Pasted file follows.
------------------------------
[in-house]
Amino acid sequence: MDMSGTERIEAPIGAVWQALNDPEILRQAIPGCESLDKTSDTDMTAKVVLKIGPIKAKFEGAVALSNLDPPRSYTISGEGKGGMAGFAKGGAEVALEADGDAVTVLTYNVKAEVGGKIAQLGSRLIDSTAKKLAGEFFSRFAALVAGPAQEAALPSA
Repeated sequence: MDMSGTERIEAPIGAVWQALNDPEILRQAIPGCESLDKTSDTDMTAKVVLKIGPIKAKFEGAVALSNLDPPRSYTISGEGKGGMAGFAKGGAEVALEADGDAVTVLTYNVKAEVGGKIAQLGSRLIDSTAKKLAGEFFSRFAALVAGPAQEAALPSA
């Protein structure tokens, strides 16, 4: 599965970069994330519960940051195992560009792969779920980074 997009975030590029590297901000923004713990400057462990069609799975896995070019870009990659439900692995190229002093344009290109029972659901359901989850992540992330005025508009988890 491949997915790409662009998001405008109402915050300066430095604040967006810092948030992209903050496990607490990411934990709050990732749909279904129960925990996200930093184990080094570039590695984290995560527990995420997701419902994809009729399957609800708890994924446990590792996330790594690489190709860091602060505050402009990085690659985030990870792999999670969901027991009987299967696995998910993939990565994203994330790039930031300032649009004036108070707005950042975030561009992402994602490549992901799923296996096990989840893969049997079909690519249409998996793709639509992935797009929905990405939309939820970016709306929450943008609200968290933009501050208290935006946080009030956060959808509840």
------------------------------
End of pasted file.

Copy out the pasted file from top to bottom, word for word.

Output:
[in-house]
Amino acid sequence: MDMSGTERIEAPIGAVWQALNDPEILRQAIPGCESLDKTSDTDMTAKVVLKIGPIKAKFEGAVALSNLDPPRSYTISGEGKGGMAGFAKGGAEVALEADGDAVTVLTYNVKAEVGGKIAQLGSRLIDSTAKKLAGEFFSRFAALVAGPAQEAALPSA
Repeated sequence: MDMSGTERIEAPIGAVWQALNDPEILRQAIPGCESLDKTSDTDMTAKVVLKIGPIKAKFEGAVALSNLDPPRSYTISGEGKGGMAGFAKGGAEVALEADGDAVTVLTYNVKAEVGGKIAQLGSRLIDSTAKKLAGEFFSRFAALVAGPAQEAALPSA
């Protein structure tokens, strides 16, 4: 599965970069994330519960940051195992560009792969779920980074 997009975030590029590297901000923004713990400057462990069609799975896995070019870009990659439900692995190229002093344009290109029972659901359901989850992540992330005025508009988890 491949997915790409662009998001405008109402915050300066430095604040967006810092948030992209903050496990607490990411934990709050990732749909279904129960925990996200930093184990080094570039590695984290995560527990995420997701419902994809009729399957609800708890994924446990590792996330790594690489190709860091602060505050402009990085690659985030990870792999999670969901027991009987299967696995998910993939990565994203994330790039930031300032649009004036108070707005950042975030561009992402994602490549992901799923296996096990989840893969049997079909690519249409998996793709639509992935797009929905990405939309939820970016709306929450943008609200968290933009501050208290935006946080009030956060959808509840």